Yahoo's Headline Implies GOP Debate Audience Wanted Uninsured to Die

Rachel Rose Hartman's Tuesday item for Yahoo! News's "The Ticket" blog carried a misleading headline ("Audience at tea party debate cheers leaving uninsured to die") implying that the majority, if not all, of the audience at Monday's GOP presidential debate thought that the critically injured who are uninsured should be left to die. In reality, only a handful cheered and/or laughed in response to Wolf Blitzer's question.

Despite this headline, Hartman did acknowledge in her lede that "if you're uninsured and on the brink of death, that's apparently a laughing matter to some audience members at last night's tea party [sic] Republican presidential debate." She then recounted how Blitzer, who moderated the joint debate with the Tea Party Express organization, turned to Rep. Ron Paul and "asked a hypothetical question...about how society should respond if a healthy 30-year-old man who decided against buying health insurance suddenly goes into a coma and requires intensive care for six months."

The writer failed to point out that the CNN host actually hounded Rep. Paul over his hypothetical. Both her account and the video included with her post left out the part of their exchange before the Texas congressman's "freedom" answer:

BLITZER: You're a physician, Ron Paul. So, you're a doctor. You know something about this subject. Let me ask you this hypothetical question: a healthy, 30-year-old young man has a good job, makes a good living, but decides, you know what? I'm not going to spend 200 or $300 a month for health insurance, because I'm healthy. I don't need it. But you know, something terrible happens. All of a sudden, he needs it. Who's going to pay for it? If he goes into a coma, for example, who pays for that?

REP. RON PAUL: Well, in a society that you accept welfarism and socialism, he expects the government to take care of him.

BLITZER: Well, what do you want?

PAUL: But what he should do is whatever he wants to do, and assume responsibility for himself. My advice to him would have a major medical policy, but not before-

BLITZER: But he doesn't have that. He doesn't have it and he's- and he needs intensive care for six months. Who pays?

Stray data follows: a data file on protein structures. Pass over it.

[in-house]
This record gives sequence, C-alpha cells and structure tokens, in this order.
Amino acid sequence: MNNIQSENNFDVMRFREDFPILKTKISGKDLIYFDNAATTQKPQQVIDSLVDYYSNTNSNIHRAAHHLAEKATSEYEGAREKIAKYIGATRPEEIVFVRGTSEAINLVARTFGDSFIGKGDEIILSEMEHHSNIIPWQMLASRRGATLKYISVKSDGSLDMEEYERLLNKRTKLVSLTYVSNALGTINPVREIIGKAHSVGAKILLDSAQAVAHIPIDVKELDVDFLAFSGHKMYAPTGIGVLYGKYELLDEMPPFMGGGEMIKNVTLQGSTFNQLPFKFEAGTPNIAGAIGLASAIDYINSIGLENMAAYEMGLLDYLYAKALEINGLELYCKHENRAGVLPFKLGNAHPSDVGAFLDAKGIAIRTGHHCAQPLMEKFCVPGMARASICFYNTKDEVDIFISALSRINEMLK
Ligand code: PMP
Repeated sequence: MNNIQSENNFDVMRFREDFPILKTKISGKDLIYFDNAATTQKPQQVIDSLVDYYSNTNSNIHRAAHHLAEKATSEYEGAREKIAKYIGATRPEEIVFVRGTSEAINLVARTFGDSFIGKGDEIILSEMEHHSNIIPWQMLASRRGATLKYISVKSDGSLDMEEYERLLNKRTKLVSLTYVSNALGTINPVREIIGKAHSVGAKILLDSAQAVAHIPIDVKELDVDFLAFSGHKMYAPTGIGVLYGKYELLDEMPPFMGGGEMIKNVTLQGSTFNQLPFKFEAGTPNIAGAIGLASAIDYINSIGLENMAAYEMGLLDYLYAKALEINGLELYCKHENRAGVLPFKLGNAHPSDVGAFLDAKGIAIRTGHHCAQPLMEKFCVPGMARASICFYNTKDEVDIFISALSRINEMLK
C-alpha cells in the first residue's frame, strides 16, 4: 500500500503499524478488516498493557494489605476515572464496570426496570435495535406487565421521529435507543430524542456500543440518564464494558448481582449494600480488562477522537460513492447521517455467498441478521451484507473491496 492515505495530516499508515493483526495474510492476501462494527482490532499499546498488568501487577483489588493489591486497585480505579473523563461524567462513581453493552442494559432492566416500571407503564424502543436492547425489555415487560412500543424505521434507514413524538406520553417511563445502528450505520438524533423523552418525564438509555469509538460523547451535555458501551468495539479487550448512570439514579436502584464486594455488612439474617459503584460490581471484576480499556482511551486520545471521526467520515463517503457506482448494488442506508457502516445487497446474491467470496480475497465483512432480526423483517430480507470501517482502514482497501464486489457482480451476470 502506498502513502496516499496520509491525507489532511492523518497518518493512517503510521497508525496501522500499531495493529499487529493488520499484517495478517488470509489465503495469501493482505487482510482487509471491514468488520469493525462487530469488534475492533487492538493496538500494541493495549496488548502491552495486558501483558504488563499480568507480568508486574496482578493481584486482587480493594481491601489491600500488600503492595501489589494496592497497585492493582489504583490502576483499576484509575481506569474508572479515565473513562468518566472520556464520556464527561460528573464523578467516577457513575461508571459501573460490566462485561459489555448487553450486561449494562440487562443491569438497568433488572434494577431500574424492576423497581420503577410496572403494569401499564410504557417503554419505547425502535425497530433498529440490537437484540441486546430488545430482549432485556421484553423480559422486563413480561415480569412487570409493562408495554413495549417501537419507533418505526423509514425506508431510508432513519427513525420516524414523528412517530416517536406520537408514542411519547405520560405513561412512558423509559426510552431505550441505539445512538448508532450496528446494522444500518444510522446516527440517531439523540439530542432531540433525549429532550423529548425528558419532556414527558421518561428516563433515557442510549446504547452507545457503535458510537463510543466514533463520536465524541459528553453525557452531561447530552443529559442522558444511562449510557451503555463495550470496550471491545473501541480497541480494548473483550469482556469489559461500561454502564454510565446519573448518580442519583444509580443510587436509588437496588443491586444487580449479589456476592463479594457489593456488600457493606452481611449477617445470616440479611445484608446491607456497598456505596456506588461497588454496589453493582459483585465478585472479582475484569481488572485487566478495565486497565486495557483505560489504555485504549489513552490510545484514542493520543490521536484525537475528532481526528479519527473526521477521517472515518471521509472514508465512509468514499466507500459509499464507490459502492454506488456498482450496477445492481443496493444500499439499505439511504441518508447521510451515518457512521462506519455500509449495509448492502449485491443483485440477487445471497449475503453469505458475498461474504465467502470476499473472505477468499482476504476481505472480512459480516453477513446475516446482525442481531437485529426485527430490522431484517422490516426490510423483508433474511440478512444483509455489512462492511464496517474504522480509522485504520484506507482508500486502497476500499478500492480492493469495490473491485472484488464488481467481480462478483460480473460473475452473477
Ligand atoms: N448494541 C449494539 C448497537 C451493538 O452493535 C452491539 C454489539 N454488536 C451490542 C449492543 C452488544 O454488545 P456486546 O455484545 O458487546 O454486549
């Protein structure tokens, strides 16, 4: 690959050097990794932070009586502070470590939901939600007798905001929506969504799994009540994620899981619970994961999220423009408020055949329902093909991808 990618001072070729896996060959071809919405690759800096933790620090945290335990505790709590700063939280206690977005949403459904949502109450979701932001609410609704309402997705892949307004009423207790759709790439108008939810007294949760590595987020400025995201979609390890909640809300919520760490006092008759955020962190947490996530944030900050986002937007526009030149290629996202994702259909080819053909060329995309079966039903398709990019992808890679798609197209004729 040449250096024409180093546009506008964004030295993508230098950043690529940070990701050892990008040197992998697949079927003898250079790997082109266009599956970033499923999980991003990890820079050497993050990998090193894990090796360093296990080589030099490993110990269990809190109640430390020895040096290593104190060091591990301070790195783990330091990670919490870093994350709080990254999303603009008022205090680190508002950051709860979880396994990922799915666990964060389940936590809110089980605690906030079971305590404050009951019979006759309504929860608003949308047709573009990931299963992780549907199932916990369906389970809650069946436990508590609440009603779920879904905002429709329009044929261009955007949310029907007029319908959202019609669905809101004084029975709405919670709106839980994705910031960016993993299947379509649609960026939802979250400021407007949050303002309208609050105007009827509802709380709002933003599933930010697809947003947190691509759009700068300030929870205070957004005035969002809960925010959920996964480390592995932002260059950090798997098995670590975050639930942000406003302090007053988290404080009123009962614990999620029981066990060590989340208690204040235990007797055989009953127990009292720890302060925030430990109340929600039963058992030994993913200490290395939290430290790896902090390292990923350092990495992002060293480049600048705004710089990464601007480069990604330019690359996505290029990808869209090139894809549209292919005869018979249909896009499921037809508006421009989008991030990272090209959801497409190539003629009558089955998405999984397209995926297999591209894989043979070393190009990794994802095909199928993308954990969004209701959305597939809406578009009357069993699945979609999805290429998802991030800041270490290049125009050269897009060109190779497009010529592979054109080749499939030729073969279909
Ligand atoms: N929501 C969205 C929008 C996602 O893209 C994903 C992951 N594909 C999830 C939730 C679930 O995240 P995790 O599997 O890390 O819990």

PAUL: That's what freedom is all about: taking your own risks. (audience cheers and applauds) This whole idea that you have to prepare and take care of everybody- (audience cheers and applauds)

BLITZER: But Congressman, are you saying that society should just let him die?

Hartman later noted how "the audience got involved" and that "several loud cheers of 'yeah!' followed by laughter could be heard in the Expo Hall at the Florida State Fairgrounds in response to Blitzer's question." So, despite twice acknowledging that it was only "several" members of the audience, the Yahoo! News headline made it seem like it was a lot more people involved.

Towards the end of her article, the Yahoo! News writer somehow thought it appropriate to turn to a pseudo-conservative, Andrew Sullivan, instead of a mainstream center-right figure for commentary on the exchange from the debate. Despite his endorsement of same-sex "marriage" and his equating of Sarah Palin with Hitler, Hartman still labeled Sullivan a "conservative":

Conservative Andrew Sullivan writing for The Daily Beast's The Dish Tuesday noted that the United States obligates society to save someone in an emergency room. "America, moreover, has a law on the books that makes it a crime not to treat and try to save a human being who walks into an emergency room. So we have already made that collective decision and if the GOP wants to revisit it, they can," Sullivan wrote.

Sullivan also decried the audience reaction, writing: "Maybe a tragedy like the death of a feckless twentysomething is inevitable if we are to restrain healthcare costs. But it is still a tragedy. It is not something a decent person cheers."

Matthew Balan
Matthew Balan
Matthew Balan was a news analyst at Media Research Center